Beginning an art collection can seem overwhelming. While the art world can seem isolated or far away, it is often an illusion outside of the blue-chip art market. Becoming an art collector is simpler than it may appear. Below we put together frequently ask questions on how to collect art.
FAQs on How to Collect Art
If you are new to collecting or on a budget, it is easy to get started with more affordable options such as smaller pieces, editioned photographs, or works on paper.
Signed small editions of photographs are an ideal place to start and not the same as posters. In general, a large edition is 25 prints or more, and a small edition is five prints or less. Purchase what you want to keep for the long-term as short resales are not lucrative outside of the blue-chip artwork realm.
Collections with a clear focus are the most valuable as a whole, mainly when they showcase an art movement or a specific moment in time. The value is not only to the collector but also to exhibition and museum curators when you are ready to share your collection.
Focusing on early career artists or a location outside of the major art cities, such as London and New York, can give you a lot more access. Emerging artists are more open to developing relationships with their collectors and currently creating artworks that will increase in value.
Begin reading about the art you are interested in and attending local art openings. While you may not be interested in your particular local art scene, you can learn how the art world works and its vocabulary. Bridging art history and current art news will help you understand the art market and the foundation of how to collect art.
Paying attention to the art market and trends only come into effect if you are collecting blue-chip artworks or looking to sell in the short-term. Don't be too concerned with art world trends at first. Just as chic art neighborhoods come and go with rental prices, art trends rise and fall with the latest auction or news piece. If you are drawn to a "dreadfully unchic" style or artist, discover why it is exciting for you. Art trends are built by what is interesting and sells, so art collectors are influencers are which trend is next.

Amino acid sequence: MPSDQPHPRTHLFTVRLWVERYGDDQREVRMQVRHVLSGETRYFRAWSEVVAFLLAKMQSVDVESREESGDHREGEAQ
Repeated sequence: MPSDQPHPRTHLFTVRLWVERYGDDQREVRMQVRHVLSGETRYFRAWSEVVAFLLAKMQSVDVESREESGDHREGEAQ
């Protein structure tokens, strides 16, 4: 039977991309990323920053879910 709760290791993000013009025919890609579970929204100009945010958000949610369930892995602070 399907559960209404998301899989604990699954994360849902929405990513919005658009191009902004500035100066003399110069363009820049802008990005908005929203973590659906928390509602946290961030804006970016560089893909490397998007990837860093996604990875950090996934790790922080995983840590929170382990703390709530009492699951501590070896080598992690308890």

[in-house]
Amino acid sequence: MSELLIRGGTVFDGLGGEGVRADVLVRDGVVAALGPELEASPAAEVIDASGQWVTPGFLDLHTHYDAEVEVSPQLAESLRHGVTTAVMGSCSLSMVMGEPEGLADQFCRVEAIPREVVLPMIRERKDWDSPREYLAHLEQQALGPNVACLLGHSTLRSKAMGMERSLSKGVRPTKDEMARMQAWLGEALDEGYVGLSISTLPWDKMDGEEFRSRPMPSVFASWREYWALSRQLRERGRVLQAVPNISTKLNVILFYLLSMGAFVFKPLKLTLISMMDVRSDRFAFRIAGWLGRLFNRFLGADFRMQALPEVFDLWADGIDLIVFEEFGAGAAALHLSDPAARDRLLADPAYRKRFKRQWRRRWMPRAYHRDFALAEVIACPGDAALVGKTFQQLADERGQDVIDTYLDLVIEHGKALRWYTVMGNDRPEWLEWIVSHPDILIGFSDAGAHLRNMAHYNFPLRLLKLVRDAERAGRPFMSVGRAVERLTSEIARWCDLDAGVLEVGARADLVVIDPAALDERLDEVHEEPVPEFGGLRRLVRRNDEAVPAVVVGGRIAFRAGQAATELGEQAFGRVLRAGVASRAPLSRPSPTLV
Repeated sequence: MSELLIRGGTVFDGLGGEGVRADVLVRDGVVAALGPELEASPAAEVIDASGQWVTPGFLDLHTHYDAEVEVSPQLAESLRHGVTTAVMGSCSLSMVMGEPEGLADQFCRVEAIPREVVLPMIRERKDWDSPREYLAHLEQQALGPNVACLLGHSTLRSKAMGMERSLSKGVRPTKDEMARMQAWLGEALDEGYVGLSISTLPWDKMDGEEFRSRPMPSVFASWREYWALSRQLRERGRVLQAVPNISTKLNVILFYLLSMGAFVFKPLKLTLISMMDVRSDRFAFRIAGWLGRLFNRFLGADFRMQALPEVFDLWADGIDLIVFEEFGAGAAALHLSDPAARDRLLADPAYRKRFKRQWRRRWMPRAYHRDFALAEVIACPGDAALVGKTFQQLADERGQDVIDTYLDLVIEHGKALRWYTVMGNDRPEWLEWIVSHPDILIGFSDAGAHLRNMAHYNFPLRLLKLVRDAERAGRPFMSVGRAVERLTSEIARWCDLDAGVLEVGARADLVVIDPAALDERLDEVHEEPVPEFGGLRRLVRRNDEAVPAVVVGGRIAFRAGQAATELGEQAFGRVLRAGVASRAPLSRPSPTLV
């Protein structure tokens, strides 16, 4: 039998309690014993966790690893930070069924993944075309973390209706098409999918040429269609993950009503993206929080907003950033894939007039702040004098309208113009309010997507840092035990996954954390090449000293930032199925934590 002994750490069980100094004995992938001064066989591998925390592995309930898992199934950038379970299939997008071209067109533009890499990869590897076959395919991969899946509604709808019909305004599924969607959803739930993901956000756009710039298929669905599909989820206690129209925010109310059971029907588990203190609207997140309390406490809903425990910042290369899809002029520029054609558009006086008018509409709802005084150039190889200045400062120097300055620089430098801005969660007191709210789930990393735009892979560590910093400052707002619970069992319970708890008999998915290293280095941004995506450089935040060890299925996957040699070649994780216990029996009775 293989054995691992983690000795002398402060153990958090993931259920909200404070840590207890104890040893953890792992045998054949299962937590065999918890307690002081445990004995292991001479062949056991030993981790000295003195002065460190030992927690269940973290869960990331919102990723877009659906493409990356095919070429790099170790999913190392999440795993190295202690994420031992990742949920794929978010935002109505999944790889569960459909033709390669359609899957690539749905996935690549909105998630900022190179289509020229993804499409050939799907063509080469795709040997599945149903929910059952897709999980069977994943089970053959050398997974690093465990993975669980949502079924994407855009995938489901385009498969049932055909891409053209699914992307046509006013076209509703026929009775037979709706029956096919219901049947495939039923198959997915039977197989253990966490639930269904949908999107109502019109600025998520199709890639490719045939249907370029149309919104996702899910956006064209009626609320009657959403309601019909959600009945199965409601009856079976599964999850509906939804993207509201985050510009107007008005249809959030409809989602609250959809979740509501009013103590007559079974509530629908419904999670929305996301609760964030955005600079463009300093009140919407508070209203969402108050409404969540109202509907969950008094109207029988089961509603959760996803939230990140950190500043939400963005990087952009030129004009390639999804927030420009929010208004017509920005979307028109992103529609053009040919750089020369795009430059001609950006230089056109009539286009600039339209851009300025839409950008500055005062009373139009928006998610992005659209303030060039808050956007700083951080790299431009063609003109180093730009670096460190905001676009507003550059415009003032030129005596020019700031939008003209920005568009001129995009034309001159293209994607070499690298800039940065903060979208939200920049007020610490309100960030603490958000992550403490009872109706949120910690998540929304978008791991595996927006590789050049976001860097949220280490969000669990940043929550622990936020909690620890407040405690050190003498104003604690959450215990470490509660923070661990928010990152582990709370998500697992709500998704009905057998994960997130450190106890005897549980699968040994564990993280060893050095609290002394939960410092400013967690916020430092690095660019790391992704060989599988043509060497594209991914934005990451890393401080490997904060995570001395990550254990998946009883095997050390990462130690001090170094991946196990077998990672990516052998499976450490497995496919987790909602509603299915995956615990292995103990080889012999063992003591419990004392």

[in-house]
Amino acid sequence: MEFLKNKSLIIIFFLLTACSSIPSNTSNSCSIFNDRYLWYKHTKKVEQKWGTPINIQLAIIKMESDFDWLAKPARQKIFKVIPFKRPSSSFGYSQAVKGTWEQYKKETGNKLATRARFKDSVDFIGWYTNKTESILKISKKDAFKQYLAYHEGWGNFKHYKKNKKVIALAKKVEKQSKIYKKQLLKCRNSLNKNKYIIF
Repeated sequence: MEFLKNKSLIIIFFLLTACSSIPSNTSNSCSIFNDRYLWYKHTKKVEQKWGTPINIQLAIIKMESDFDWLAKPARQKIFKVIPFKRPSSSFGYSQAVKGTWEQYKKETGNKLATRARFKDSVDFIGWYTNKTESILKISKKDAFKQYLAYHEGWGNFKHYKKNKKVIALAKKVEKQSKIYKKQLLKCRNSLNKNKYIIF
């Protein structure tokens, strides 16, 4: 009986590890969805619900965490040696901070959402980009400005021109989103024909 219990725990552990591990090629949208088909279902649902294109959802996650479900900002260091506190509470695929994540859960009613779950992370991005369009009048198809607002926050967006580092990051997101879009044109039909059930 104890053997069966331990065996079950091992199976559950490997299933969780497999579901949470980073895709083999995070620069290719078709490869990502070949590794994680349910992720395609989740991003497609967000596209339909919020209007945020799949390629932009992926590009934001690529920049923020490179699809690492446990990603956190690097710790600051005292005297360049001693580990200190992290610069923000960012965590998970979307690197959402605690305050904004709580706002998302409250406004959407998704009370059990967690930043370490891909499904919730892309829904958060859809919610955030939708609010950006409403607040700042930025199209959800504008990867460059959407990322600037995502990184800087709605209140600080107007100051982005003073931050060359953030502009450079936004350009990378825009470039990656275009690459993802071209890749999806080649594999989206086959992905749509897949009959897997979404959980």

Each artwork is unique. Framing, display techniques, temperature, light, and moisture all contribute to the longevity and lifetime of the artwork.
Look into adding your collection to your home or rental insurance. You may need to purchase an individual policy for your collection if you cannot add to your current policy.
Frieze is a London based contemporary art and culture monthly magazine that has branched out into art fairs.
artnet is an art news with an eye towards market trends, analytics, and auction house sales.
Blouin Artinfo has an international edition as its main focus, but they also have 14 global editions for more localized art news.
Artforum International is a New York City based monthly international contemporary art magazine.
Hyperallergic is a blog that covers contemporary art news with offices in New York City.
If you are interested in learning more about Montenegro art, read our travel tips about Montenegro.